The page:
It happened at a home located at 4470 West 5855 South. Investigators said a woman woke up with a headache, smelled a strange odor and called Questar. Carbon Monoxide is an odorless gas, but whatever she smelt may have saved her life. A Questar employee came out and his meters detected an extremely high level of the deadly gas.
“His meter started showing 800 parts per million which is very dangerous,” said Clint Mecham, Unified Fire. “We start evacuating at 10 parts per million, so extremely high levels.”
The woman got out of the house, but her brother was still inside. That's when the Questar employee, fully aware of the dangerous levels, went in after him.
“He went back in and found the male victim unconscious and removed him from the scene himself,” said Mecham.
Emergency crews took both the man and woman to the hospital. Two children believed to be ages 11 and 12 also woke up with symptoms of poisoning and were taken to the hospital as a precaution, but are back home now as with their mom.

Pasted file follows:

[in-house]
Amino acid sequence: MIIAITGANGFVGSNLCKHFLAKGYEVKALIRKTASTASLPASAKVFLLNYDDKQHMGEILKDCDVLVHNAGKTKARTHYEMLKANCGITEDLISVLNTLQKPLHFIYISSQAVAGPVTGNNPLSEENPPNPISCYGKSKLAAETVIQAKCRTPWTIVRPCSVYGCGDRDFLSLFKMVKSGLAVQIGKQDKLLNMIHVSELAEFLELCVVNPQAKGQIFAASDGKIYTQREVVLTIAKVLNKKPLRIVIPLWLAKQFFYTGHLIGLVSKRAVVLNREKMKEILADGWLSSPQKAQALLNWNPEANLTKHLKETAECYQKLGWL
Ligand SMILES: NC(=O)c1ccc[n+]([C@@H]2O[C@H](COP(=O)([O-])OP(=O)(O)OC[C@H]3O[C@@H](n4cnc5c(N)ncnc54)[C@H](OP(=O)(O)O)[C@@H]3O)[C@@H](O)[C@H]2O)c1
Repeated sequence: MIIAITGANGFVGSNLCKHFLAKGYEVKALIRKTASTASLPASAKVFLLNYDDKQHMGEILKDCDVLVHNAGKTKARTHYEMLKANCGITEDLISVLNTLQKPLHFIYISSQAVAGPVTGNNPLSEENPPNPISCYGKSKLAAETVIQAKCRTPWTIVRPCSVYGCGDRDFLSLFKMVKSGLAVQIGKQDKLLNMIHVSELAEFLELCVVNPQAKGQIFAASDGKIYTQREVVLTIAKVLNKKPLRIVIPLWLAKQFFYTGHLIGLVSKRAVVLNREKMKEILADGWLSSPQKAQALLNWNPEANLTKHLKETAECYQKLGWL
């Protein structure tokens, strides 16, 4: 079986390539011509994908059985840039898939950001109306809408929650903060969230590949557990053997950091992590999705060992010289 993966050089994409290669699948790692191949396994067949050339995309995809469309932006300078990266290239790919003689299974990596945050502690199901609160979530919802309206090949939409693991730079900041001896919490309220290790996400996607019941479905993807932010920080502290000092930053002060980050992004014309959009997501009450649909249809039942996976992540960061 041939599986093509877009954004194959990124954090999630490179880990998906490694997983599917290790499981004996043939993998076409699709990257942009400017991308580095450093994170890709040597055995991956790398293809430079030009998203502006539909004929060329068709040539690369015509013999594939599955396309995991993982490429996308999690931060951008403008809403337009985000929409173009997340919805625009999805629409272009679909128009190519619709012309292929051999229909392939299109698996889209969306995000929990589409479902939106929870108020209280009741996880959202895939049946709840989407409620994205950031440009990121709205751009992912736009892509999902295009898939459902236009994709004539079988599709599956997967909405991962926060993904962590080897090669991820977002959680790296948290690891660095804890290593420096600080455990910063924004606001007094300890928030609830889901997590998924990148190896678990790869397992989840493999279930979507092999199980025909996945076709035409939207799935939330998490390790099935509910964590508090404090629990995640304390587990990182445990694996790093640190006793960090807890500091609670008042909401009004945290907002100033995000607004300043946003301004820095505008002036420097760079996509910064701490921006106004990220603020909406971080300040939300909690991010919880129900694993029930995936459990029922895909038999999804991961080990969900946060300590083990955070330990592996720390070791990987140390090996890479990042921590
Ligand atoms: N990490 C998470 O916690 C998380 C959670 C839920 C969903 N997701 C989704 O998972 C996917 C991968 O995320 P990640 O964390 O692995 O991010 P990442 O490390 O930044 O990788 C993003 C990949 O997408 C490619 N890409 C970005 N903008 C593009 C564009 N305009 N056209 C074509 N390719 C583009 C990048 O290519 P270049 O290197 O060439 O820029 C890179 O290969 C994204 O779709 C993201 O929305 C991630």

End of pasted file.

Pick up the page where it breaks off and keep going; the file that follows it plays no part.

Crews opened all the windows and doors and cleared the house in a matter of minutes. They discovered piping to a vent was broken which caused the build-up of the deadly gas.
“It replaces the oxygen in the blood stream, so basically your body is suffocating even though it doesn't know its suffocating,” said Mecham.
Mecham said the family did have a carbon monoxide detector, but it wasn’t working. A family member tells ABC 4 the family also had a security system which was supposed to alert the family, but didn’t.
“They have a security system in their house and it's supposed to protect them from a fire, carbon monoxide, a break-in anything out of the ordinary and nobody was contacted,” said Kristee Abad.
The man in critical condition has mounting medical costs. A fund has been set up at any Mountain America Credit Union under the name Adrian Mendoza or Debra Zazala.